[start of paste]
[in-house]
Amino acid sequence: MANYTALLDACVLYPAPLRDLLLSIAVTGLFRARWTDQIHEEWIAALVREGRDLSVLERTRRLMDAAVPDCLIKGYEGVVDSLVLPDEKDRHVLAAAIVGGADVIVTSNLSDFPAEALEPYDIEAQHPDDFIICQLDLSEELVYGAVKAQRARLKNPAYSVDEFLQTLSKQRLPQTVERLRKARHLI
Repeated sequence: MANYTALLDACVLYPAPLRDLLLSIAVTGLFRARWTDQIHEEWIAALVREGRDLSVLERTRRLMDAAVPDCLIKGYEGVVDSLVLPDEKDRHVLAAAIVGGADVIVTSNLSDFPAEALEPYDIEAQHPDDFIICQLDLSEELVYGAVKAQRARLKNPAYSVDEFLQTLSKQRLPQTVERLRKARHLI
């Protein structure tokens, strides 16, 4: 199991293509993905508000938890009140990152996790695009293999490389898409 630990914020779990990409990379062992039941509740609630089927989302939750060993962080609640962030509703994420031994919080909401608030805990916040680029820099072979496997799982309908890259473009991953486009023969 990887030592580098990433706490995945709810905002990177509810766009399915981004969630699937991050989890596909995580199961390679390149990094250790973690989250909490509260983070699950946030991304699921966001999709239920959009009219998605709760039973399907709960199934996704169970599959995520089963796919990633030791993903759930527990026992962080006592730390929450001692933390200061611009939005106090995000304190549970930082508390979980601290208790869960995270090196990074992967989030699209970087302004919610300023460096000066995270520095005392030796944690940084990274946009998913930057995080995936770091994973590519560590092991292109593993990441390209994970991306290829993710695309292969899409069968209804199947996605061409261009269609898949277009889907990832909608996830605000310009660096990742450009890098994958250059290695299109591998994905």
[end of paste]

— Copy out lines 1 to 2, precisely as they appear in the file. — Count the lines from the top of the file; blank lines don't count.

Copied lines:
[in-house]
Amino acid sequence: MANYTALLDACVLYPAPLRDLLLSIAVTGLFRARWTDQIHEEWIAALVREGRDLSVLERTRRLMDAAVPDCLIKGYEGVVDSLVLPDEKDRHVLAAAIVGGADVIVTSNLSDFPAEALEPYDIEAQHPDDFIICQLDLSEELVYGAVKAQRARLKNPAYSVDEFLQTLSKQRLPQTVERLRKARHLI